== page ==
Gordon McQueen

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Gordon McQueen
Personal information
Date of birth (1952-06-26) 26 June 1952 (age 64)
Place of birth Kilbirnie, Scotland[1]
Height 6 ft 3 in (1.91 m)[2]
Playing position Defender
Senior career*
Years Team Apps (Gls)
1970–1972 St Mirren 57 (5)
1972–1978 Leeds United 140 (15)
1978–1985 Manchester United 184 (20)
1985 Seiko SA
Total 381 (40)
National team
1974–1981 Scotland 30 (5[3])
Teams managed
1987–1988 Airdrieonians
* Senior club appearances and goals counted for the domestic league only.

Gordon McQueen (born 26 June 1952) is a Scottish former footballer, who played as a centre-back for St Mirren, Leeds United, Manchester United and Scotland.

Playing career[edit]

McQueen was a goalkeeper as a schoolboy, but later switched to centre-back. He was signed at the age of 18 by St Mirren. He soon had scouts from other clubs monitoring his progress, and it was Leeds who finally offered £30,000 in 1973, seeing him as a long-term replacement for the ageing Jack Charlton.[4] Charlton played for some of the 1973 season, but had decided to quit as it drew to a close.[5] McQueen played six times in his first season[4] at Leeds but missed out on the 1973 FA Cup Final, with manager Don Revie preferring the experience of utility player Paul Madeley.[citation needed]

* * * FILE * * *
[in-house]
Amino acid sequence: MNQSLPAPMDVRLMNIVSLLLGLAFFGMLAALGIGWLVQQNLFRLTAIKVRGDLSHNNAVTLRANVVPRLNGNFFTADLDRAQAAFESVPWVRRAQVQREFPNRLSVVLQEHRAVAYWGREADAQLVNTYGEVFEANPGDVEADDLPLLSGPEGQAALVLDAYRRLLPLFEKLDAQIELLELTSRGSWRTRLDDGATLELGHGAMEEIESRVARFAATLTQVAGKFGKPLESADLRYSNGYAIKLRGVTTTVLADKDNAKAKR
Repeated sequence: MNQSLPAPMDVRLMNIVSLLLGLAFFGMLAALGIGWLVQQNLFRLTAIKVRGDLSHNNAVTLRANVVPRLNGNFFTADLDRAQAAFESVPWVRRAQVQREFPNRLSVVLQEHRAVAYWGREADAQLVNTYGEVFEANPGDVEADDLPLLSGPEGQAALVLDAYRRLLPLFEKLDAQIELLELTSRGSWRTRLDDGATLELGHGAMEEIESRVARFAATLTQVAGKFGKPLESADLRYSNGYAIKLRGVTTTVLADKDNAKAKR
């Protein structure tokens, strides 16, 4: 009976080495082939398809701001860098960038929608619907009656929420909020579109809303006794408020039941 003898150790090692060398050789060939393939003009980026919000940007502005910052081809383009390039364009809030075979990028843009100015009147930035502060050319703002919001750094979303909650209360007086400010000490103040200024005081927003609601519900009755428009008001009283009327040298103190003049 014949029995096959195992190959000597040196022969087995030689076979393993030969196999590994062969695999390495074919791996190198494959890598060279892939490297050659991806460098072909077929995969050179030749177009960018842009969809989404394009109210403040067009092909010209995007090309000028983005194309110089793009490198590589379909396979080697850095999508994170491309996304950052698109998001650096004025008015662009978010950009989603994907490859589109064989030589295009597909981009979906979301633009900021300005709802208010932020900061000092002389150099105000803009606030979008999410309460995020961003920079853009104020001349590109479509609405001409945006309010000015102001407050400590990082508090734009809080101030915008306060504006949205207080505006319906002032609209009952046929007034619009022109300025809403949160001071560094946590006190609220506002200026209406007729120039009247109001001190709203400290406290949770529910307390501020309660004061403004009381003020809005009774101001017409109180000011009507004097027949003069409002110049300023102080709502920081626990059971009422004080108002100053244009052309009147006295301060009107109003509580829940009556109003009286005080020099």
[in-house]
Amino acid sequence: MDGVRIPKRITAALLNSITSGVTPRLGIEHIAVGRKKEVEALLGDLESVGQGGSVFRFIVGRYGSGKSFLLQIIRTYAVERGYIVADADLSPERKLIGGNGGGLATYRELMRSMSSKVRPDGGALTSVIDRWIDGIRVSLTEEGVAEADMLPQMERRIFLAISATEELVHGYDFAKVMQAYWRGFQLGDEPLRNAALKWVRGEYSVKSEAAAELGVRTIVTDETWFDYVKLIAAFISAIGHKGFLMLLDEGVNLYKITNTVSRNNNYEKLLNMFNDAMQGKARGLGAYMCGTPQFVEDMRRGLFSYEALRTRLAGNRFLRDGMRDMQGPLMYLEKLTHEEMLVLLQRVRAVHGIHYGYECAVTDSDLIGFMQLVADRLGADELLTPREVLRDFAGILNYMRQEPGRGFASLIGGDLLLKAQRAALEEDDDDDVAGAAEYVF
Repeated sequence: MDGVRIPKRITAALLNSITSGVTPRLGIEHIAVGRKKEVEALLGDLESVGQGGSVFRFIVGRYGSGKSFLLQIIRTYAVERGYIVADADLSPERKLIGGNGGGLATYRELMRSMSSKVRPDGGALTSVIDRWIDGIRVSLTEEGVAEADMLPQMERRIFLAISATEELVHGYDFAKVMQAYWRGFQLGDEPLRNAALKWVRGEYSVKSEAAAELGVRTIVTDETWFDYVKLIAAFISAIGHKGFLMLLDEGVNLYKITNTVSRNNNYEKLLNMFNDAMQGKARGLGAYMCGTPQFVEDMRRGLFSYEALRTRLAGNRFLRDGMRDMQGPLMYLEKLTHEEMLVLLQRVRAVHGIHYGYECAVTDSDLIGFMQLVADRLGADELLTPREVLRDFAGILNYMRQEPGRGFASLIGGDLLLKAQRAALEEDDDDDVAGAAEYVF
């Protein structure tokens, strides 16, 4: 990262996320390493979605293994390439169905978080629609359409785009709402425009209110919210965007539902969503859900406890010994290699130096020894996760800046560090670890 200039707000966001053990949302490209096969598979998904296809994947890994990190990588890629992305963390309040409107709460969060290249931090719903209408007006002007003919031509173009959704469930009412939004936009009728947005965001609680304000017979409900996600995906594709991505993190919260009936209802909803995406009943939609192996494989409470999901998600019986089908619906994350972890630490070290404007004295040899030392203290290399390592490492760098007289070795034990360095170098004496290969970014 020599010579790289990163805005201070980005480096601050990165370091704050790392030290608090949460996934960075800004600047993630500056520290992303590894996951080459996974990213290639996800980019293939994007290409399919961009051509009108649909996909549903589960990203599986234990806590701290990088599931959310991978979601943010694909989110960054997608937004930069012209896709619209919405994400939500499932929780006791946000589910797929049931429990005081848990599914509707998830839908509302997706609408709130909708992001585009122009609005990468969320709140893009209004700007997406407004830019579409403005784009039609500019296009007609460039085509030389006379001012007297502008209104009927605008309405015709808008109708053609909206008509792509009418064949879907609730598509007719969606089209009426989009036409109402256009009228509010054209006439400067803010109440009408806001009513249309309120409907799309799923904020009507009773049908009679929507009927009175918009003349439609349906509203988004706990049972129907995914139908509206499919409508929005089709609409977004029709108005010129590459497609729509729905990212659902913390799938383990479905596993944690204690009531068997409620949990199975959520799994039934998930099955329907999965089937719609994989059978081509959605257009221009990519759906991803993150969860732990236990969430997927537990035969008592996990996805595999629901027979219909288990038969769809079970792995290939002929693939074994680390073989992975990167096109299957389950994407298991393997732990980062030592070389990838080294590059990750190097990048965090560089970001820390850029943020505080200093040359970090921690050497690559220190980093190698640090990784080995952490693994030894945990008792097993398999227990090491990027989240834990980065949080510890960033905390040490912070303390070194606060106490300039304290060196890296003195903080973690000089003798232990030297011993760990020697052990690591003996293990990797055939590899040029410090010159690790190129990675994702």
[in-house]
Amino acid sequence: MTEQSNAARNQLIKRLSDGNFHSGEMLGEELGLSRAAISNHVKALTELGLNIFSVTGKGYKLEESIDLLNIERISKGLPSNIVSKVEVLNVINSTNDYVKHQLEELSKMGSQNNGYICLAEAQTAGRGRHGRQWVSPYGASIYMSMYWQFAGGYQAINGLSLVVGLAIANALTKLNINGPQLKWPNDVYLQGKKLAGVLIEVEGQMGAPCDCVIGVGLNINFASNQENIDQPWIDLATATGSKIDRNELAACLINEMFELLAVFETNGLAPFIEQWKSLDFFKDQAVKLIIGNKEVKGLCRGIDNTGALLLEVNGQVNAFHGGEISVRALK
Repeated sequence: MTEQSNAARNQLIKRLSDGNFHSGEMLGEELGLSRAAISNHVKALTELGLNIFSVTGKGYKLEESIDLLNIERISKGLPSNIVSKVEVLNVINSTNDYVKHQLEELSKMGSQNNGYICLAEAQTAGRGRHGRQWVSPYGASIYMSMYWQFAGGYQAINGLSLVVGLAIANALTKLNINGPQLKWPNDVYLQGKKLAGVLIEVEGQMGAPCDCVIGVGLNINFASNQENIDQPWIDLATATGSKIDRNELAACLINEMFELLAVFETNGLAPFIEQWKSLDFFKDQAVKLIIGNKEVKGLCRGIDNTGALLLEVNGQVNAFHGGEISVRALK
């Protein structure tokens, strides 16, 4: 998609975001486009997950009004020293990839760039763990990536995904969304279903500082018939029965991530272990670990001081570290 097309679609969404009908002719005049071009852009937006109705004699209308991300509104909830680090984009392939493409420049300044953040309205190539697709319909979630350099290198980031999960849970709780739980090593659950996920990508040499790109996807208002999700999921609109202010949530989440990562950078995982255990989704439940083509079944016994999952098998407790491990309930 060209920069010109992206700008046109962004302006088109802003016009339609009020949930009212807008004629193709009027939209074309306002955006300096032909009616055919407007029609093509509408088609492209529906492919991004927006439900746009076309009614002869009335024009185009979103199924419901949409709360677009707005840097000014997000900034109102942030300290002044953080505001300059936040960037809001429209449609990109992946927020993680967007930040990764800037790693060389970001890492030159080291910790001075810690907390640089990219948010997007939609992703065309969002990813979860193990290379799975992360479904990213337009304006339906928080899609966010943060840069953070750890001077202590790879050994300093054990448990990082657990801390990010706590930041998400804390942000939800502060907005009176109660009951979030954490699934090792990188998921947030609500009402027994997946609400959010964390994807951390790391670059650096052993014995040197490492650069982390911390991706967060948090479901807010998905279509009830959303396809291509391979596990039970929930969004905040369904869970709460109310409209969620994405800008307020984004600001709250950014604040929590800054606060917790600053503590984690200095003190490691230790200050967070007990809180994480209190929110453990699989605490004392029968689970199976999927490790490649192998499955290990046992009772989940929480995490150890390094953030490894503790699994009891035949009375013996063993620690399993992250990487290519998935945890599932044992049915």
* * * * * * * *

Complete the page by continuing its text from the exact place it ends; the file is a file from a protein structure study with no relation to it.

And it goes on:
With Charlton gone and Madeley used as the team's player-of-all-positions, McQueen was in the team for most of the 1973–74 season. Leeds won the league championship, going 29 games without defeat at the start of the season, and McQueen played a crucial part as Norman Hunter's defensive partner.[5] At the end of the season, McQueen was called up to the Scotland squad and made his international debut against Belgium.[6]

McQueen and Hunter excelled at the back the following season, notably in Leeds' campaign in the European Cup, during which McQueen scored three goals. McQueen was suspended for the final after being sent off in the semi-final against Barcelona. Leeds lost 2–0 in the final to Bayern Munich.[5]